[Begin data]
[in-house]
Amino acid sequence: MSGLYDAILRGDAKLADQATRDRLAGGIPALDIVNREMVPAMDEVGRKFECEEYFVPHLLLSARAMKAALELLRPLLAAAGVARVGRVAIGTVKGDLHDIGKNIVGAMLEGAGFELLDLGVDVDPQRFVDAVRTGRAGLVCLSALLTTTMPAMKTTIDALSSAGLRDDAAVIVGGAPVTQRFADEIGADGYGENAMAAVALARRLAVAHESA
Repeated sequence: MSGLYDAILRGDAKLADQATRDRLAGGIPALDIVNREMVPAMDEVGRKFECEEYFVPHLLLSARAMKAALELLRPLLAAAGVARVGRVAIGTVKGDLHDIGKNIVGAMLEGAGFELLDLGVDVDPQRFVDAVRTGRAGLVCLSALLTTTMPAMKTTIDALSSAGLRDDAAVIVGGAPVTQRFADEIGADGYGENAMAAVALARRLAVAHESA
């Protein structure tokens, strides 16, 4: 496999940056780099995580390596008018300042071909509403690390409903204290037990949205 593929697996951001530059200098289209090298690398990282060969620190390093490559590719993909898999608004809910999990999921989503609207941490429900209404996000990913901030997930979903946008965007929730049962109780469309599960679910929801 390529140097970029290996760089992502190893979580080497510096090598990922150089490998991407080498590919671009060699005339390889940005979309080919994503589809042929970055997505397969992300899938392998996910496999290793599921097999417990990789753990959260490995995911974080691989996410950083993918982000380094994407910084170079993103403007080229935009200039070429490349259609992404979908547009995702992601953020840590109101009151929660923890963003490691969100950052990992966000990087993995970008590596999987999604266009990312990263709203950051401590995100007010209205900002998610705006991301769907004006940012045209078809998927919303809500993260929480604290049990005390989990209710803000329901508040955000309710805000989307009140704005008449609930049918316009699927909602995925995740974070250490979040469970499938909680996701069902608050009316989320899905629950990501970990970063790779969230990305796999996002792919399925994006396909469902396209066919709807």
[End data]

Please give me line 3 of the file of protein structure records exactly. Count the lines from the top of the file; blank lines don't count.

Repeated sequence: MSGLYDAILRGDAKLADQATRDRLAGGIPALDIVNREMVPAMDEVGRKFECEEYFVPHLLLSARAMKAALELLRPLLAAAGVARVGRVAIGTVKGDLHDIGKNIVGAMLEGAGFELLDLGVDVDPQRFVDAVRTGRAGLVCLSALLTTTMPAMKTTIDALSSAGLRDDAAVIVGGAPVTQRFADEIGADGYGENAMAAVALARRLAVAHESA